Smart Cities, Big Data and Social Physics

In December last year I delivered this lecture as part of of UCL’s lunch hour lecture series, with the title “Social Physics in the Big City” – one which let me bring in themes from Big Data, Open Data and Smart Cities* without explicitly mentioning or dwelling on any. I’ll admit to finding these slippery concepts.

Open Data is perhaps the most clear-cut of these – academics, public sector groups and NGOs sharing data in an accessible, transparent and machine-readable way. The Open Data Institute and organisations like Creative Commons and Digital Science are trying to encourage and commercialise the sharing of data, and to place data and data methods on a similar footing with publications to recognise the value of the work that goes into collecting these datasets and creating tools to understand them.

Big Data and Smart Cities are more amorphous. Big Data is typically defined in terms of heuristics which are synonyms for “big enough to make my brain hurt”. This is a convenient fudge to cover new ideas, slightly older ideas, and things people have been doing for ages. This happened when I worked in “nanotechnology” and the term was used to mean “nano-scale science” – so most of chemistry, biochemistry and materials science, and bits of physics, electronic engineering, and anything else you needed grant money for. I use “social physics” in a similar way in my lunch hour lecture to mean “quantitative social science” – I’m not hubristic enough to say that I know enough about geography or planning to lay claim to their expertise, but the basic philosophies aren’t new.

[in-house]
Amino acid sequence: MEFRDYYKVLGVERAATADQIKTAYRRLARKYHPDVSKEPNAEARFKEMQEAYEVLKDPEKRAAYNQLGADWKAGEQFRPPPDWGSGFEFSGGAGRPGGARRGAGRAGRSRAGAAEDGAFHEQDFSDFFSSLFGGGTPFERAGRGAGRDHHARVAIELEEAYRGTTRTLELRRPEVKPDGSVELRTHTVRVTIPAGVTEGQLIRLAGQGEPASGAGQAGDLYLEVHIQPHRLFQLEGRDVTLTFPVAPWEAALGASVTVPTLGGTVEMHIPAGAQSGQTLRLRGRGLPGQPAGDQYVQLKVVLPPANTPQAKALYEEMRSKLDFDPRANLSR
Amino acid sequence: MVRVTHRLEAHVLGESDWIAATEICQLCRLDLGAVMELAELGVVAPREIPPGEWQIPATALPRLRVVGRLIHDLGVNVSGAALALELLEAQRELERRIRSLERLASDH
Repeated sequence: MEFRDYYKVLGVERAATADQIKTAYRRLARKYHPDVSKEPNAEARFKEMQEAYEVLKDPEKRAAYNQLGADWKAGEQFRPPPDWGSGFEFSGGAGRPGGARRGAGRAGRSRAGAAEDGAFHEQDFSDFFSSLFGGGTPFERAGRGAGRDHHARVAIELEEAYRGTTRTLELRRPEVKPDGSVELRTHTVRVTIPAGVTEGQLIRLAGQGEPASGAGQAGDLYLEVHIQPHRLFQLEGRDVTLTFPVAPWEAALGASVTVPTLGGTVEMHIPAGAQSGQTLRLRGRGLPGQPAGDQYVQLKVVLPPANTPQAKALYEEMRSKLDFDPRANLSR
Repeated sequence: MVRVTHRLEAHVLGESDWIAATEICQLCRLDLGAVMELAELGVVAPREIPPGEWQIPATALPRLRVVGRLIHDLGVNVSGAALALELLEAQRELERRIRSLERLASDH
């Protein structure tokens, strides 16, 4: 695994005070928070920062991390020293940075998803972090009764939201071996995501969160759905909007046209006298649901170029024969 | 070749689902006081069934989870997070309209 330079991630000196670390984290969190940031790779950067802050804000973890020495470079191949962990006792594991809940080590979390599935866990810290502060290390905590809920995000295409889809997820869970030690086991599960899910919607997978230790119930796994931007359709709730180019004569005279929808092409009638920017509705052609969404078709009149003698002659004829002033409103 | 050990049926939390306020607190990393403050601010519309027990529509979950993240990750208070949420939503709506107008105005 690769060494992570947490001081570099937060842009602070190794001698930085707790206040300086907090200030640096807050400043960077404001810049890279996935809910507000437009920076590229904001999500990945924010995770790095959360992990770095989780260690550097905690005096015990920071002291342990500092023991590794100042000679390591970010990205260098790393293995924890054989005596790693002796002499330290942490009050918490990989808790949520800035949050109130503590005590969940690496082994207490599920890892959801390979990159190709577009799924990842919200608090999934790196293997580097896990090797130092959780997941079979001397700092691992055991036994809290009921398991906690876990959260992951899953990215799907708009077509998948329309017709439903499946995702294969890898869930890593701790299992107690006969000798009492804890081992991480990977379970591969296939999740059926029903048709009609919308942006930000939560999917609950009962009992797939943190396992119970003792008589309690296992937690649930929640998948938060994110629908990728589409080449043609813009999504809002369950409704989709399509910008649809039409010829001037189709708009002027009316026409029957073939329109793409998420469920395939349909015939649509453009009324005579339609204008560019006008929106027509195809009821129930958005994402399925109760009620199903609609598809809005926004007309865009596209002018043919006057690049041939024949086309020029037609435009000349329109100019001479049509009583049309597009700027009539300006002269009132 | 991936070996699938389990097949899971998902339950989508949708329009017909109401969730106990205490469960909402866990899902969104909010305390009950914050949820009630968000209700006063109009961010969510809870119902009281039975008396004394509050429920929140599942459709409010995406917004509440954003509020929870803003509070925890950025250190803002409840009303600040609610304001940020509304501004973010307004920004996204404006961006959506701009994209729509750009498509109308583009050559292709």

Smart Cities are a more important concept in some ways. The concept of sustainability seems to be a key way in which they differ from shiny hi-tech cities of the future. I think the question “for whom are these cities smarter?” is one we should be asking. At a time, in the UK at least, of massive inequality, will smart cities find ways to support the marginalised, or will it just be a way of further enhancing the lives of a technocratic elite? The Smart Cities concept claims to think about environment, energy and social needs, so it’s important to keep focussed on that and not get distracted by all the flying cars we’ll be travelling around in.

James Cheshire did a very good CASA seminar in January, touching on some of the methodological and disciplinary issues of big data, social media mining, and the interface between quantitative human geography and these techniques. It made a sober and reflective counterpoint to my more flag-waving talk, but unfortunately it wasn’t filmed; perhaps if you ask him really nicely he’ll turn it into a blog post? Suffice it to say, there are problems of data quality, framing and availability in quantitative geography which haven’t gone away “because Twitter”. The technologies we now have access to are indeed staggering, but there are methodological problems that don’t just disappear, and there are methodological problems we create by leaning heavily on the abundance of data. For academics, dealing with these in a systematic, logical, even scientific manner is a major challenge of big data, smart cities, and social physics (whatever that is).

*Typing this on an iPhone repeatedly throws up the typo “smart cuties”, which is of course the name of the 2013 calendar featuring the beautiful staff of CASA

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